DNA Testing for Paternity, Maternity, Sibling and Immigration

Accredited Legal, Private, Clinical and Mobile DNA Test Services plus Home DNA Test Kits
Providing answers to life's toughest questions

DNA Identifiers has been offering clients peace of mind since 2001. Our service is quick, confidential and compassionate. We are commited to excellence in customer service!

Contact Us Today (888) 362-4339

Se Habla Español!


Please recommend this site to others!


Bedrooms, Backseats and Courtrooms

The Truth About Sex in America Today
Co-authored by our own Meagan Thompson

He Didn’t Do It! (Yet Another) Rape Case Exonerated by DNA… 28 years later!

posted by DNA Identifiers @ 10:44 AM
Monday, July 30, 2012

Another case of wrongful imprisonment, a man is exonerated 28 years later by DNA evidence with the help of The Georgia Innocence Project.

Oct. 4, 1978, Meriwether County, GA - An elderly rape victim was asked to pick out her assailant in a lineup and she chose the man in the middle, Jerome White. White was convicted and imprisoned based solely on eyewitness testimony, as have been most cases without hard evidence, historically speaking.

Yet, as state-of-the-art DNA evidence has recently proven, White was not her assailant, another man in the lineup was and his name is James Edward Parham. While White was imprisoned for 12 years, Parham went free… free to rape again, that is. (DNA testing was unavailable at the time of the Aug. 11, 1979, sexual assault in Meriwether County when White was prosecuted.)

As fate would have it, the guilty party, James Edward Parham, happened to be in that same jail on an unrelated arrest at the time of the lineup and was pulled from his cell along with other prisoners for witness ID. The victim had her assailant right in front of her and still did not choose the correct person! Perhaps this was because:

a) The victim, who was 74 years old at the time (now deceased), was asleep on her couch, in the dark, at 4am.

b) When Parham broke into her home, he raped and beat her so severely that her face was left partialy paralyzed.

c) Before he left the scene of the crime, he handed her a pillow and said, “Hold this to your face until I get out.”

d) The woman had prescription eyeglasses but she was not wearing them at the time.

According to an article by Bill Rankin:

On Sept. 28, 1979, the woman was shown a number of photographs, including White’s, and she said she was “almost positive” it was him. When she was presented the lineup of five men at the jail a week later, she said she was positive that White — not Parham standing just a few feet away — was the man who raped her.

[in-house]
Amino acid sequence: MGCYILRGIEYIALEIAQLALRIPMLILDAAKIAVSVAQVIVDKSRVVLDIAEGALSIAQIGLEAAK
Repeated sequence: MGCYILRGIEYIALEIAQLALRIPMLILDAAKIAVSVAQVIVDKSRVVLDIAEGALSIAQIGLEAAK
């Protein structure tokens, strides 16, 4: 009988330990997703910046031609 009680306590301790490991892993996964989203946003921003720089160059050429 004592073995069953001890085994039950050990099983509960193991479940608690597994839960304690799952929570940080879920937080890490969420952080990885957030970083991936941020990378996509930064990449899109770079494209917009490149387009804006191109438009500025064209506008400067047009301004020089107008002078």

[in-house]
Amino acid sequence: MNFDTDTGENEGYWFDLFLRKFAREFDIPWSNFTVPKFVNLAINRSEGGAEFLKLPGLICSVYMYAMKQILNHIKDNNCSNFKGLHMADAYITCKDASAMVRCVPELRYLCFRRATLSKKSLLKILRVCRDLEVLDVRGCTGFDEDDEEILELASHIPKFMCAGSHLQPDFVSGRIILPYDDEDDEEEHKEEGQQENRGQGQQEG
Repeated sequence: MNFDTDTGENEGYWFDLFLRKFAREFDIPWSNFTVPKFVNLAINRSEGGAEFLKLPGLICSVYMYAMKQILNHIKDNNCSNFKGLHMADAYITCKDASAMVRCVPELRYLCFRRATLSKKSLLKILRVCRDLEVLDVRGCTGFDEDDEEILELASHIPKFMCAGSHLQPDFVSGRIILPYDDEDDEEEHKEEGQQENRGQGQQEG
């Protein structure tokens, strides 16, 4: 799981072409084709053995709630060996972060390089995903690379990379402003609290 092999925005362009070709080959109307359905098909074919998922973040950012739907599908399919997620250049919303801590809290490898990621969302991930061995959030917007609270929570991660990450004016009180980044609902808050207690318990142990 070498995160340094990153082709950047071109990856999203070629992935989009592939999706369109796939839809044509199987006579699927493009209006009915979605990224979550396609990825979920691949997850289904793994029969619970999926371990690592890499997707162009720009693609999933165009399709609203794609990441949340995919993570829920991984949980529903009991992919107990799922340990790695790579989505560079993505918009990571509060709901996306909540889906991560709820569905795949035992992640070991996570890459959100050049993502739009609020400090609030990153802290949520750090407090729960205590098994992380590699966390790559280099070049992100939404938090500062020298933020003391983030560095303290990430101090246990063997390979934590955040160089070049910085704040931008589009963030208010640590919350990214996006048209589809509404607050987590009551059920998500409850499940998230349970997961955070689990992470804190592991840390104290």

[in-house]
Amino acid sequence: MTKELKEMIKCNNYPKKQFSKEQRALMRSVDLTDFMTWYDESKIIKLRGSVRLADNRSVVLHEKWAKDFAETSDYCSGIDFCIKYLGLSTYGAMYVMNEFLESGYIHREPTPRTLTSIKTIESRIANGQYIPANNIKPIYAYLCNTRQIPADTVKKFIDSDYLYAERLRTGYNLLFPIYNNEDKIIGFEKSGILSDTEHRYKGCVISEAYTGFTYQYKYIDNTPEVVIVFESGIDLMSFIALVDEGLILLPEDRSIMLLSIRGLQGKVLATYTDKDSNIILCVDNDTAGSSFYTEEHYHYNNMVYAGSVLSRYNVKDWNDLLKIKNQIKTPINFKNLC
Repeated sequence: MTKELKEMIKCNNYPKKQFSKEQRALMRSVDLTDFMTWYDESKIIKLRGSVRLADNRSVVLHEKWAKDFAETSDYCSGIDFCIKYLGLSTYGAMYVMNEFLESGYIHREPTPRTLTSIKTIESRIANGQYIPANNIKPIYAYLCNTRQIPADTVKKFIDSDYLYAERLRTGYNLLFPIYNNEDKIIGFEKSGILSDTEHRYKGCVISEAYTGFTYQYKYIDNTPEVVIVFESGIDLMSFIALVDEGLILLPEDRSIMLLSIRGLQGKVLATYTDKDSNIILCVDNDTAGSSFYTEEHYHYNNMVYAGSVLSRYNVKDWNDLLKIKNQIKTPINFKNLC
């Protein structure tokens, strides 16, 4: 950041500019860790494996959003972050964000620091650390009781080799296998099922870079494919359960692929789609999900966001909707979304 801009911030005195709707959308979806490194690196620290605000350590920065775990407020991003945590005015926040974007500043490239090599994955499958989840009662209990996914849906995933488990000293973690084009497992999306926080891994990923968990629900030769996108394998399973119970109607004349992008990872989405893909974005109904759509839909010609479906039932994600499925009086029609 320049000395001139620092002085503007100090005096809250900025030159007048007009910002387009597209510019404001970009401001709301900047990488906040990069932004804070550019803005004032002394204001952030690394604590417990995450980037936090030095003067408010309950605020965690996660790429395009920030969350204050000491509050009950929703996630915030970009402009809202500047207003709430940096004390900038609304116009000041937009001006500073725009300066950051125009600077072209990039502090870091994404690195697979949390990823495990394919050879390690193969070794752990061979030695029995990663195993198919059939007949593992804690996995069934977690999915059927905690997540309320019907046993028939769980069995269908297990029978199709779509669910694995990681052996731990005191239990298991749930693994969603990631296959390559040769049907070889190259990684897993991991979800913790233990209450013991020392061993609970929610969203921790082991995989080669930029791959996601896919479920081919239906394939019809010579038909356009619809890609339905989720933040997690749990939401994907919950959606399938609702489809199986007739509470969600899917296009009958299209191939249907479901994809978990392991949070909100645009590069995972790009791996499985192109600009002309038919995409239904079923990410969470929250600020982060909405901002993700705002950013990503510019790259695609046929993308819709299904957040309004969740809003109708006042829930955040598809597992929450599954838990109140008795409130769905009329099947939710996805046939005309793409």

“It was just a fluke [Parham] was put in the same lineup with Jerome White,” said Aimee Maxwell, director of the Georgia Innocence Project, which secured White’s exoneration. “This is a tragedy, on many levels.”

Rep. Stephanie Stuckey Benfield (D-Atlanta) told White she will support legislation to compensate him for the time he spent wrongly incarcerated.

Benefield released drafts of proposed legislation that says, beginning July 1, 2011, all photographic or physical lineups must be conducted by officers who have successfully completed eyewitness ID training. The legislation also says if a law enforcement agency does not have written protocols on eyewitness ID by Jan. 1, 2009, the agency can be denied state funding or state-administered federal funding.

Benefield said improved eyewitness ID procedures are necessary because there are only so many cases where DNA evidence can be used to identify the perpetrator.

The GBI supports improved eyewitness ID protocols, spokesman John Bankhead said Thursday. “Nobody in law enforcement wants to arrest the wrong person,” he said.

The accused, Jerome White, was defended at trial by the current U.S. Rep. Sanford Bishop (D-Ga.). White’ s laywer did not have him take the witness stand at his trial, however, when the jury found him guilty, he told the judge he didn’t do it. He states, “Then, when they put me back in the holding cell, I just cried,”.

In 2004, after receiving a letter from White, while he was in prison, The Georgia Innocence Project investigated the case. The Project eventually learned that hairs linking White to the crime, through microscopic analysis, were still on file at the Meriwether County Clerk’s Office. They pursued the case on behalf of White and evidence showed that this hair did not belong to him, but to Parham, whose DNA was already in a state database.

White, now released, is the seventh man in Georgia cleared by DNA evidence and has stated that he supports passage of new laws setting protocols for officers to follow when gathering eyewitness identification evidence.
Original Article By BILL RANKIN
The Atlanta Journal-Constitution
Published on: 12/13/07

Bookmark and Share

Comments are closed.

Copyright ©2017 Innersanctum Inc. | Privacy Policy | 5316 NE 15th Avenue, Portland OR 97211 | | Updated: 09/23/17 | In California: www.california-dna-testing.com | In Oregon: www.oregon-dna.com | Immigration DNA Testing: www.immigration-test.com | Dog DNA Testing: www.dog-dna.com